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#28020 - 10/24/04 07:52 AM Camera flash damage?
Anonymous
Unregistered


Someone correct me if I'm wrong, but I don't think a camera flash can actually cause blindness or permanent damage to a glider's eyes. Yes, it can be uncomfortable for them since their eyes are "geared" for nighttime. And it can cause temporary after-images just like it can in humans, but I don't think the type of light used for a camera flash is capable of either burning retina or damaging the cornea or lens.

Now sunlight is a different story. I do believe sunlight can cause cataracts and even retinal problems in gliders because it can do that over time in humans. The reason is that sunlight includes UV wavelengths, while camera flashes don't.

I think a glider's sensitivity to light is similar to that we would have when our pupils are dilated with drops for an eye exam (you know how you have to wear those funky sunglasses when you leave the office).

If you know of any credible studies or articles that say differently, please correct me, and direct me to them if possible. I am basing my comments on my experience as an eye doctor on people. I am new to gliders and am unaware of glider-specific research on this topic.

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#28021 - 10/24/04 08:00 AM Re: Camera flash damage? [Re: ]
sugarglidersuz Offline
Glideritis Anonymous

Registered: 08/28/04
Posts: 14788
Loc: Cleveland, Ohio
[:"green"]PeeperKeeper,
I totally agree with your logic. I have been taking pictures of my gliders for years and have not had any problems develop because of it. They also don't really seem to mind at the time of the pictures being taken. I usually take their pictures during the daytime when their pupils are almost completely contracted anyway, so there is very little light getting through to begin with. Although I'm not an eye doctor, I am an ABO certified optician and I know that your facts as stated above are correct about humans... Thanks for the great information! <img src="/ubbthreads/images/graemlins/hug2.gif" alt="" /> <img src="/ubbthreads/images/graemlins/hug2.gif" alt="" /> <img src="/ubbthreads/images/graemlins/hug2.gif" alt="" /> [/]
_________________________
Suz Enyedy
:bb: Carina & Coobah
Allira & Gizmo :grey:
:grey: Picasso, Trinity Joy & Luna
:rbridge: DaisyMae; Darwin; Mareki; Mambo; Pika; Cricky; Reggie & Bobo, Pepe & Bittah


Suz' Sugar Gliders

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#28022 - 10/24/04 02:06 PM Re: Camera flash damage? [Re: ]
Gil Offline
Glider Guardian

Registered: 09/06/02
Posts: 890
Loc: Orlando
This isue comes up about twice a year. The best explanation of this topic was given by Pepony about two years ago.
Bottom line. YES. A camera flash CAN cause retina and pupil damage if the picture is taken closer to the subject and if there is a continious series of flashes. Most cameras used for domestic use (point and shoot cameras) have a mild powered flash and you would have to do a heck of alot of shooting to cause any damage. You probably will run out of battery before you cause any damage. In some cases, when you use an SLR with an flash attachement, these flashes (they usualy take 4 AA batteries) may be slightly stronger and could cause the damage at a faster rate, but once again, you would have to shoot a heck of alot of pictures.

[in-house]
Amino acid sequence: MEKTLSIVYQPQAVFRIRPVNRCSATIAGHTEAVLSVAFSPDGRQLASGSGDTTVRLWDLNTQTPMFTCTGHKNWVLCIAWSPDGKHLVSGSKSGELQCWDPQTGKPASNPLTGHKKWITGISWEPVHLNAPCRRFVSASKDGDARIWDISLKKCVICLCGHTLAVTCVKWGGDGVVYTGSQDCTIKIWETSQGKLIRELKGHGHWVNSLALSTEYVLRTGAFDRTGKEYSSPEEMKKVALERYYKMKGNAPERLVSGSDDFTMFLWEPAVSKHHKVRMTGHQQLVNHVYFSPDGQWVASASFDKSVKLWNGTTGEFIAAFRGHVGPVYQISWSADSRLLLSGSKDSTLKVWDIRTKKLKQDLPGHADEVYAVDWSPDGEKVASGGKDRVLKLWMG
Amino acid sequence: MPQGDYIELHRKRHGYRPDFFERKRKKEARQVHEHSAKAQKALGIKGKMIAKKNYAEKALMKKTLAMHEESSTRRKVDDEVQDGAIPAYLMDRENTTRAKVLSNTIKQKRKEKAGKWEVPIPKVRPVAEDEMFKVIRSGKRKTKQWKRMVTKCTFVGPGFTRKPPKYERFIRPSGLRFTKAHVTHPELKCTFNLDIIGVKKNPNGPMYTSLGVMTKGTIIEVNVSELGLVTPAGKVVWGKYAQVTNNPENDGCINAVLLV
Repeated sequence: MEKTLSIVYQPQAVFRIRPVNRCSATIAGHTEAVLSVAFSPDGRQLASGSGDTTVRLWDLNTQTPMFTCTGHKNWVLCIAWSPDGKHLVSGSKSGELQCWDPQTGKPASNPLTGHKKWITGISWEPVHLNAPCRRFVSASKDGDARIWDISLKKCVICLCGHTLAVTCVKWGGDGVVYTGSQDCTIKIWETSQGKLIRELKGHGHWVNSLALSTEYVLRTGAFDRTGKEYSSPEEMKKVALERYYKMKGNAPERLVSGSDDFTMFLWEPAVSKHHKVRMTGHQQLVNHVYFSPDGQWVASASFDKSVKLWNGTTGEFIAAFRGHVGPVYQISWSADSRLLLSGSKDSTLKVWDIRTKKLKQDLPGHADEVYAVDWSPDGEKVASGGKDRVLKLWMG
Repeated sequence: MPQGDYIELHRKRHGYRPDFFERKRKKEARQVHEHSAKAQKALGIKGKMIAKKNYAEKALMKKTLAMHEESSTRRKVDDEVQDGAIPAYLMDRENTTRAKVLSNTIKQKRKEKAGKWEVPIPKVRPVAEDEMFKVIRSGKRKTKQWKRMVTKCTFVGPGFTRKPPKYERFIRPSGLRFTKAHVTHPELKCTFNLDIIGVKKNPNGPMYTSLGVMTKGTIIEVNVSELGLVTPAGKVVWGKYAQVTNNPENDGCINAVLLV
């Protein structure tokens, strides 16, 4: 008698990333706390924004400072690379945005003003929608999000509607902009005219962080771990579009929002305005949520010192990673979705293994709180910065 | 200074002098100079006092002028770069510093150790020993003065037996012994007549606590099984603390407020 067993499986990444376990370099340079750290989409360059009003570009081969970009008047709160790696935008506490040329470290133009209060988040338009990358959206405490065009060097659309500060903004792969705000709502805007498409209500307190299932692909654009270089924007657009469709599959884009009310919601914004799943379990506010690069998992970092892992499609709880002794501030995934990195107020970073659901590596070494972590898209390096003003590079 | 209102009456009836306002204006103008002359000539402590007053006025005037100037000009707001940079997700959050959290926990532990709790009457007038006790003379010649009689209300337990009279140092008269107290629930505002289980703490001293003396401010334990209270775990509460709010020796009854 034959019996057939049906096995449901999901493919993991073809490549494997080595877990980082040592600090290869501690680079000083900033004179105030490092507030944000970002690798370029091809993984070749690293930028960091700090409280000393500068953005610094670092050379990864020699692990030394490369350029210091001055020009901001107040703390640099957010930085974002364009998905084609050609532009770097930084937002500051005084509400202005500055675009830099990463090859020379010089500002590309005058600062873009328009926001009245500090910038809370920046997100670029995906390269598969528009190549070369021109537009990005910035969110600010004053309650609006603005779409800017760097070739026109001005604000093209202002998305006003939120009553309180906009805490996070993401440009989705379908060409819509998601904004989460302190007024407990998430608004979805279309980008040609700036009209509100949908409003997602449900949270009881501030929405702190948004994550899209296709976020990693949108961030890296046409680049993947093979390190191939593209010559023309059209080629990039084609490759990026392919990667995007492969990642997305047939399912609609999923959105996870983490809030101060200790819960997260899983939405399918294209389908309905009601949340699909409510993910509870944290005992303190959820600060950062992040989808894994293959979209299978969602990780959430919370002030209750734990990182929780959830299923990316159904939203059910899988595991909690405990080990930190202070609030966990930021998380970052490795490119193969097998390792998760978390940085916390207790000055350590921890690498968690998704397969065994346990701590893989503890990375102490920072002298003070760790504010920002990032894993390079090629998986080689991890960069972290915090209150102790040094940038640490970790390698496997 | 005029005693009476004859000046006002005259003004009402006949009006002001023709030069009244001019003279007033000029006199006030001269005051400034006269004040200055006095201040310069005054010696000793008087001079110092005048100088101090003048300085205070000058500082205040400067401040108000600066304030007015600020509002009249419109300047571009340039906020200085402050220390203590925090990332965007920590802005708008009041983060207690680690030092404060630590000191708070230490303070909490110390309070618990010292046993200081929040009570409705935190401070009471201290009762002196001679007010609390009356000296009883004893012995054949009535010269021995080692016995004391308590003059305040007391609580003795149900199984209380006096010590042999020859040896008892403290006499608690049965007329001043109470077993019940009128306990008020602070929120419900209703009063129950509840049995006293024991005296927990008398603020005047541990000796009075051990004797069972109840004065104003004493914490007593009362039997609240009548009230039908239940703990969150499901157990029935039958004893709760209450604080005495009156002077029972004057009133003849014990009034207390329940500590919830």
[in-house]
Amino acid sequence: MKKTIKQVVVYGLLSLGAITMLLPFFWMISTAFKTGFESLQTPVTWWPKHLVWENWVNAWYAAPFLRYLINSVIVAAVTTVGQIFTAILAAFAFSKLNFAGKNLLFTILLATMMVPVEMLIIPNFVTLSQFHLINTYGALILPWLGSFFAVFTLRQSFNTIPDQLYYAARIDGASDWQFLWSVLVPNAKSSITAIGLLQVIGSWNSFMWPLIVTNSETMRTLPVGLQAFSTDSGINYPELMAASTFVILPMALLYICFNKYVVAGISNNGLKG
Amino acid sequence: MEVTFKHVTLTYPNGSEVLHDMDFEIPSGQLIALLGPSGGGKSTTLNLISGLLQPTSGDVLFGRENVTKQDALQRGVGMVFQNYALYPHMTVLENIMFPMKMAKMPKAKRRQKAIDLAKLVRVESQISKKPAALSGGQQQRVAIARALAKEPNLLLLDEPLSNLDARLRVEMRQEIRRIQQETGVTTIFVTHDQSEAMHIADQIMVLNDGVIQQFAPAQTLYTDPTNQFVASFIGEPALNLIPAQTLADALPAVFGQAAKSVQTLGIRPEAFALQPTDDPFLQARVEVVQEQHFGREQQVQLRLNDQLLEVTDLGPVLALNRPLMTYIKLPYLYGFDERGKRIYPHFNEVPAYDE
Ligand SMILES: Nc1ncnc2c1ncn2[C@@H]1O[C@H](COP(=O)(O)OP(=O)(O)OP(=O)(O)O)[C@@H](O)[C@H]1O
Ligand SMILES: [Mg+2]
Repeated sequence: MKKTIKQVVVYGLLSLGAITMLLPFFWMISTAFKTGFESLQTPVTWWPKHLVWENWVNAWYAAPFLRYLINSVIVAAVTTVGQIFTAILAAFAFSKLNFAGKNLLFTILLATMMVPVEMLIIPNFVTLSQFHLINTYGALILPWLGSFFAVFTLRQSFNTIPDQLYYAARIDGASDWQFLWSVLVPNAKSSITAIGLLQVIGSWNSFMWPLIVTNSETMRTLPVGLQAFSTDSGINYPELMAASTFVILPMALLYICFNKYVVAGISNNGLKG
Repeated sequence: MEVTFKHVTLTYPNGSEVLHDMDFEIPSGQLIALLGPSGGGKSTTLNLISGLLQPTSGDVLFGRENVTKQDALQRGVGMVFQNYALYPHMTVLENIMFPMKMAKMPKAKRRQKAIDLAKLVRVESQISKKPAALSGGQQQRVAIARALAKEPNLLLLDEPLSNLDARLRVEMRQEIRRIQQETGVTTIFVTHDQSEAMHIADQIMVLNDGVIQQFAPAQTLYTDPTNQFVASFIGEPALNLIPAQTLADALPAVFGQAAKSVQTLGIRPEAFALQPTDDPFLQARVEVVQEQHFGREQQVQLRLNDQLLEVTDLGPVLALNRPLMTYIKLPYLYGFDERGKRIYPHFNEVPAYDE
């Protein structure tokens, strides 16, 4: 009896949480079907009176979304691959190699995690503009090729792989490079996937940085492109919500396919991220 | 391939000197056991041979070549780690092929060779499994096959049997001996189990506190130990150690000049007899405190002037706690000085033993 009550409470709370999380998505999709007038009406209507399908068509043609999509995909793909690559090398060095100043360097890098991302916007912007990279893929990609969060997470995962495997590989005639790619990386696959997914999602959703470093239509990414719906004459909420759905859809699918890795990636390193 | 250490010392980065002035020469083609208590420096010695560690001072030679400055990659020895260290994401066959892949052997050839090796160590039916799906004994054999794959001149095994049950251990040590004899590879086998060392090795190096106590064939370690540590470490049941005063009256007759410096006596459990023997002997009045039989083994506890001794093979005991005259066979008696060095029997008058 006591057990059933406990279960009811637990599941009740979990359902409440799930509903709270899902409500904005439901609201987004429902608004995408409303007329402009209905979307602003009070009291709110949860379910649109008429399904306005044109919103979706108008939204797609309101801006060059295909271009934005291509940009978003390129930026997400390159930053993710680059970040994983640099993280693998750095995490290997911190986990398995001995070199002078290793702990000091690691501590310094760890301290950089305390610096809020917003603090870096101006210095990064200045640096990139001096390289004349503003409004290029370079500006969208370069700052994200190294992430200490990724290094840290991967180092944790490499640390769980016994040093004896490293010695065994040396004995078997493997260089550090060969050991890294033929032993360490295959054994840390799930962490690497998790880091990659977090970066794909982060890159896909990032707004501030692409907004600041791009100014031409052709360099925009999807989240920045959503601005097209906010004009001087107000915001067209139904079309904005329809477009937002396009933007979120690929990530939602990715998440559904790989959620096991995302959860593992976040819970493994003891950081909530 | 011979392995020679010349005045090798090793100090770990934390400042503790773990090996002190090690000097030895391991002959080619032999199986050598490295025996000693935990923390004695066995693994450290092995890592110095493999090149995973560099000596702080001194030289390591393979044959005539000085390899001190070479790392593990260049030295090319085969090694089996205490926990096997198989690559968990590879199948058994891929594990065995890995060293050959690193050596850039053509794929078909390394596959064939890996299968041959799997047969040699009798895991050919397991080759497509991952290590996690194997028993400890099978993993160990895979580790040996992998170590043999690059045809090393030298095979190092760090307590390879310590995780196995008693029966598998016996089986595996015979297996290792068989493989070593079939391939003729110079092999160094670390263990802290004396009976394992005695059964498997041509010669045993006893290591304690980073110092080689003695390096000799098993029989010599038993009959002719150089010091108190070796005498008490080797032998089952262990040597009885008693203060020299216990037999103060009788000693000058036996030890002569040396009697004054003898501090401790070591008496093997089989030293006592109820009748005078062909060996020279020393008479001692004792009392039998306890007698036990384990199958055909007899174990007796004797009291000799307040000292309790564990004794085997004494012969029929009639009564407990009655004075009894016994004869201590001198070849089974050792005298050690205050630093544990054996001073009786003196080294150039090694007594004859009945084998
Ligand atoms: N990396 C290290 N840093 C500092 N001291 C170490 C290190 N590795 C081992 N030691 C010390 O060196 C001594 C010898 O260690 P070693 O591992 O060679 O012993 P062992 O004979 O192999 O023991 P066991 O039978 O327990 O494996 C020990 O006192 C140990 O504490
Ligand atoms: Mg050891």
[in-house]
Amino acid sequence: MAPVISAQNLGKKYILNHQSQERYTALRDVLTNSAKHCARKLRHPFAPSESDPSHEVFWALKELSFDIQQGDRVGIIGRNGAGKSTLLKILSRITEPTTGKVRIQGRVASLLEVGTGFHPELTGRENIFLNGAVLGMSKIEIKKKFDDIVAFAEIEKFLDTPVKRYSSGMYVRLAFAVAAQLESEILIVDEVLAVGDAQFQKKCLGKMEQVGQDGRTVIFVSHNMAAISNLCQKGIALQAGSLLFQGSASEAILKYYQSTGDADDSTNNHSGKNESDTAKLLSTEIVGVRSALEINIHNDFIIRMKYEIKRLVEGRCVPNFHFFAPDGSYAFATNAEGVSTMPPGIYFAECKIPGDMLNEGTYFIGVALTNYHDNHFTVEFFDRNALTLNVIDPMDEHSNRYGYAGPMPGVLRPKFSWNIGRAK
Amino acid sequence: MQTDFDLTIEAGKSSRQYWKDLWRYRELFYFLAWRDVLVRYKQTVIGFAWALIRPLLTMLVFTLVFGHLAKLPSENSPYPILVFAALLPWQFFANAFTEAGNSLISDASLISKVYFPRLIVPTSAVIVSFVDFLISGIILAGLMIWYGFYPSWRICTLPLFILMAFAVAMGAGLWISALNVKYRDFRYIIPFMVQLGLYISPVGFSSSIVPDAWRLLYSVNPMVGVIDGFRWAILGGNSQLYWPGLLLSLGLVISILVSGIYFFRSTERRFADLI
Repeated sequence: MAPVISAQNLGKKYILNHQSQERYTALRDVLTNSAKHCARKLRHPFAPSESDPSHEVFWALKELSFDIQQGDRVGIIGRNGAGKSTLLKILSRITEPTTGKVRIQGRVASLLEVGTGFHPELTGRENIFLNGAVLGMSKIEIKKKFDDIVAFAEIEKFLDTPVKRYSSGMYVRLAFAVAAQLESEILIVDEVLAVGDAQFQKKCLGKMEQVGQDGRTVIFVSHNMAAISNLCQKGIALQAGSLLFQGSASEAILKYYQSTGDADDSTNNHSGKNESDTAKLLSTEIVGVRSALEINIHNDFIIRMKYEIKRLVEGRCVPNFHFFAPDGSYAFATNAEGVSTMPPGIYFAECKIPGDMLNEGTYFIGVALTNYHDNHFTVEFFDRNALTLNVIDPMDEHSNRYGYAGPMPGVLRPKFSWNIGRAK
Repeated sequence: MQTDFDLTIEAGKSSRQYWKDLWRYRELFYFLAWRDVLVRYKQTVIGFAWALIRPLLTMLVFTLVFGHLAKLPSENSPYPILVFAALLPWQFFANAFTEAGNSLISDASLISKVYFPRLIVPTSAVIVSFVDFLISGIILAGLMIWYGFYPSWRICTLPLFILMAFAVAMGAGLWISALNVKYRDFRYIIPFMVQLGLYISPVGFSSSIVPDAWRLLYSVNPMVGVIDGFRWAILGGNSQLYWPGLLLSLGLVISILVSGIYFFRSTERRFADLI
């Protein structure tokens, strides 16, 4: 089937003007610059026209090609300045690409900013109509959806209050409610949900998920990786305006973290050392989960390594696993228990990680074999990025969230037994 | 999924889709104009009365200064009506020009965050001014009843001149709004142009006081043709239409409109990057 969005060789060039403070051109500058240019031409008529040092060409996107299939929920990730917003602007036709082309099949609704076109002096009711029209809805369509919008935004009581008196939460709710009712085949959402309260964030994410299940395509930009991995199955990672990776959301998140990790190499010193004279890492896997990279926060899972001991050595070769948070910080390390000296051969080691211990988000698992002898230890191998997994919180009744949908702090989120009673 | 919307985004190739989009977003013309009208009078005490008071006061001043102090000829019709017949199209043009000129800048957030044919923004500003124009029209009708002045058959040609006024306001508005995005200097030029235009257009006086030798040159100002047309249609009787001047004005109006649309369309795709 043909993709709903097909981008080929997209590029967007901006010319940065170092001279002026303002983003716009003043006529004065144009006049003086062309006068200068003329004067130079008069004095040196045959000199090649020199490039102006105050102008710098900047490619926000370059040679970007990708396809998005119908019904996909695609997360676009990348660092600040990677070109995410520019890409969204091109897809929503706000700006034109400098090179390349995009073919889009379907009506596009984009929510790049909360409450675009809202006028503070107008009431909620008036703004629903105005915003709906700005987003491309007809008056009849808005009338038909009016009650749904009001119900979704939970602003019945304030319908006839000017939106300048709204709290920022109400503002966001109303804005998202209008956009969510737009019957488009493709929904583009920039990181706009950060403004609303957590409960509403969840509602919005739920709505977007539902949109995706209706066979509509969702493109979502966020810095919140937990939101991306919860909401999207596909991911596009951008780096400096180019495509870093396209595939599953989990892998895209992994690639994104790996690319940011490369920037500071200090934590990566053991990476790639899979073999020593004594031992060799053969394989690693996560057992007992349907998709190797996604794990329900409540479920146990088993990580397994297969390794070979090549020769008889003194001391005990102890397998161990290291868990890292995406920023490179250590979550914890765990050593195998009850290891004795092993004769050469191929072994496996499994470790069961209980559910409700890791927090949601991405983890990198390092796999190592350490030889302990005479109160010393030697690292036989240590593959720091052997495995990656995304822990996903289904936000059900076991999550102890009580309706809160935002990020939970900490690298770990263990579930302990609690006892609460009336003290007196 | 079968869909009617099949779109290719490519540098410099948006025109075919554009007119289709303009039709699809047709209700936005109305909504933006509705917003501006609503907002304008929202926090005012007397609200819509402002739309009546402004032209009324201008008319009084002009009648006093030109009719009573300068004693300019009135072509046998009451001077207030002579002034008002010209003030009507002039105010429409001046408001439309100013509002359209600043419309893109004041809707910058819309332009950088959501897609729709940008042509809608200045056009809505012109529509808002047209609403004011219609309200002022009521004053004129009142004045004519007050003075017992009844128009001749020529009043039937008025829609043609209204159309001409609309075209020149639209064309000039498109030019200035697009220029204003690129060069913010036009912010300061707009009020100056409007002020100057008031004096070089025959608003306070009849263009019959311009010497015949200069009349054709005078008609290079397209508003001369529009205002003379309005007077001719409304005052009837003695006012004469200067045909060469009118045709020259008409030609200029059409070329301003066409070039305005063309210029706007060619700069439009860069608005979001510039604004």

If Pepony can be reached, I believe he has the same explanation with more details and all the calvin ratios and decivels of light wave and harmonics...but he has the time to study all that and share it with all of us....I only have time for REAL photography!

(sorry Pepony,,,could not resist picking on you!)
_________________________
Die worn out instead of rust out!
http://www.pbase.com/gil_hidalgo

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#28023 - 10/24/04 03:03 PM Re: Camera flash damage? [Re: ]
BMXgirl Offline
Serious Glideritis

Registered: 10/13/00
Posts: 7078
Loc: USA
Heres a good article, I thought, on Flash Photography and the Visual System of Birds and Animals <img src="/ubbthreads/images/graemlins/laugh.gif" alt="" />

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#28024 - 10/24/04 06:43 PM Re: Camera flash damage? [Re: ]
Anonymous
Unregistered


Really? This just comes up twice a year? I'd think it would be a constant topic because every time somebody new to gliders wants to take pictures of their new pet, they'd take one look at those big nocturnal eyes and think twice. Thanks for the input everybody.

Gil, your info makes sense as well. Non-UV light can cause damage in large enough doses. People sometimes ask if the light from the microscope we use in an eye exam (just a regular incandescent) can harm their eyes. The answer is that in the way that we use it, it can't. But if we were to use a lens and focus on one place on the retina with the light at full blast and hold it there for several minutes (which would be very difficult to do, just because of the average person's eye movement), it could possibly cause some damage. Before anybody starts getting worried that at their next exam when the doctor is looking at the back of the eye s/he is going to hurt the eye, I'm talking about a much longer period of time than we might take during an exam, even if we are looking carefully at something back there.

Just FYI, my camera has a regular and low setting for the flash, and I always keep it on low.

<img src="/ubbthreads/images/graemlins/offtopic.gif" alt="" /> SGSuz cool! We're in the same line of work! How long have you been "opticianing"?

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